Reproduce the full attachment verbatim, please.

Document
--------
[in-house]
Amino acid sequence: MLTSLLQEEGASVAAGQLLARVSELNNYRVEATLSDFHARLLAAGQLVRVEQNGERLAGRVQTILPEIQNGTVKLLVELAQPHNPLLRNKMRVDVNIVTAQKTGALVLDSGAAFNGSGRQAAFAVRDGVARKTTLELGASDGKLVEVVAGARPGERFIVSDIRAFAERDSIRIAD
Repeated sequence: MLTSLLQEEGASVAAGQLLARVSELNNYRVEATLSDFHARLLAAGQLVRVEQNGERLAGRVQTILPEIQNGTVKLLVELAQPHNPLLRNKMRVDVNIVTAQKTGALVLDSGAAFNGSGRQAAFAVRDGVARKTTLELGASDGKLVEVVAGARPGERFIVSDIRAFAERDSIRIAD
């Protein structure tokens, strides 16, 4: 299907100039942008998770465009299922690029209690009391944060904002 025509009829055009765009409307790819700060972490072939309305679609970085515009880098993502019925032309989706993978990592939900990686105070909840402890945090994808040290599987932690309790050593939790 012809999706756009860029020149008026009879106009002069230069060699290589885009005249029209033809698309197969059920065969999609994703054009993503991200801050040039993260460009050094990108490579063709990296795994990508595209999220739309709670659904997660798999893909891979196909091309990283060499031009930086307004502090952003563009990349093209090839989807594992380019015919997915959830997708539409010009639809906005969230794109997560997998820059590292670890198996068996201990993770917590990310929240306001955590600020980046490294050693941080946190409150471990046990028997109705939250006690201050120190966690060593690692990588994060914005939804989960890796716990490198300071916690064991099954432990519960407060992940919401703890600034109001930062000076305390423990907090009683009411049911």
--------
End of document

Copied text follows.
[in-house]
Amino acid sequence: MLTSLLQEEGASVAAGQLLARVSELNNYRVEATLSDFHARLLAAGQLVRVEQNGERLAGRVQTILPEIQNGTVKLLVELAQPHNPLLRNKMRVDVNIVTAQKTGALVLDSGAAFNGSGRQAAFAVRDGVARKTTLELGASDGKLVEVVAGARPGERFIVSDIRAFAERDSIRIAD
Repeated sequence: MLTSLLQEEGASVAAGQLLARVSELNNYRVEATLSDFHARLLAAGQLVRVEQNGERLAGRVQTILPEIQNGTVKLLVELAQPHNPLLRNKMRVDVNIVTAQKTGALVLDSGAAFNGSGRQAAFAVRDGVARKTTLELGASDGKLVEVVAGARPGERFIVSDIRAFAERDSIRIAD
């Protein structure tokens, strides 16, 4: 299907100039942008998770465009299922690029209690009391944060904002 025509009829055009765009409307790819700060972490072939309305679609970085515009880098993502019925032309989706993978990592939900990686105070909840402890945090994808040290599987932690309790050593939790 012809999706756009860029020149008026009879106009002069230069060699290589885009005249029209033809698309197969059920065969999609994703054009993503991200801050040039993260460009050094990108490579063709990296795994990508595209999220739309709670659904997660798999893909891979196909091309990283060499031009930086307004502090952003563009990349093209090839989807594992380019015919997915959830997708539409010009639809906005969230794109997560997998820059590292670890198996068996201990993770917590990310929240306001955590600020980046490294050693941080946190409150471990046990028997109705939250006690201050120190966690060593690692990588994060914005939804989960890796716990490198300071916690064991099954432990519960407060992940919401703890600034109001930062000076305390423990907090009683009411049911």